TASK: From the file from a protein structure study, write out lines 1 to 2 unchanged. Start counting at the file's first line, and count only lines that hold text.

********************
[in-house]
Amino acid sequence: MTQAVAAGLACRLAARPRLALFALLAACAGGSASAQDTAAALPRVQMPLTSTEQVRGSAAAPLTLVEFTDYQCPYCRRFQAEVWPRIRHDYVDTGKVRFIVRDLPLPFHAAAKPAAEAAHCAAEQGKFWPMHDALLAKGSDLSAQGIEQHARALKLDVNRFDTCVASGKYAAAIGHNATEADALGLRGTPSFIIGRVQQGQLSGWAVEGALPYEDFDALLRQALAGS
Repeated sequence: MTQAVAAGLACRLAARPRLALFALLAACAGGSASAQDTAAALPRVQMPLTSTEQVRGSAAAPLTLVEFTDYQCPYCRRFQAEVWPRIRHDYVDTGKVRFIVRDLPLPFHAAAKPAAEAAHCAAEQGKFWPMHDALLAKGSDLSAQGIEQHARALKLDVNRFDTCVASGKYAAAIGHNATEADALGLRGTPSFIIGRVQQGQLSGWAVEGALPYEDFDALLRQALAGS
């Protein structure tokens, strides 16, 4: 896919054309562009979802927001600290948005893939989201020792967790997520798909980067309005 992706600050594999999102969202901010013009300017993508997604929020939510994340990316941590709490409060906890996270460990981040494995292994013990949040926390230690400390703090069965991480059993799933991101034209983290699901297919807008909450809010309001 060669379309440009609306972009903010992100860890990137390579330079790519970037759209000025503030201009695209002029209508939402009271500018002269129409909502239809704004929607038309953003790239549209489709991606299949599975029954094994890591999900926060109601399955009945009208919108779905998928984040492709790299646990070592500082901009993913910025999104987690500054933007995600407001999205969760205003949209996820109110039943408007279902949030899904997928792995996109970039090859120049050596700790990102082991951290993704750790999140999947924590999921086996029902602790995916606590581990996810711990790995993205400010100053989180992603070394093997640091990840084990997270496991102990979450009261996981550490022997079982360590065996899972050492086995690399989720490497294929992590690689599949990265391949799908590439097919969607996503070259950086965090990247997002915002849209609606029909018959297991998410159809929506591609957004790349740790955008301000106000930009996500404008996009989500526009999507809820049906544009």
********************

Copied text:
[in-house]
Amino acid sequence: MTQAVAAGLACRLAARPRLALFALLAACAGGSASAQDTAAALPRVQMPLTSTEQVRGSAAAPLTLVEFTDYQCPYCRRFQAEVWPRIRHDYVDTGKVRFIVRDLPLPFHAAAKPAAEAAHCAAEQGKFWPMHDALLAKGSDLSAQGIEQHARALKLDVNRFDTCVASGKYAAAIGHNATEADALGLRGTPSFIIGRVQQGQLSGWAVEGALPYEDFDALLRQALAGS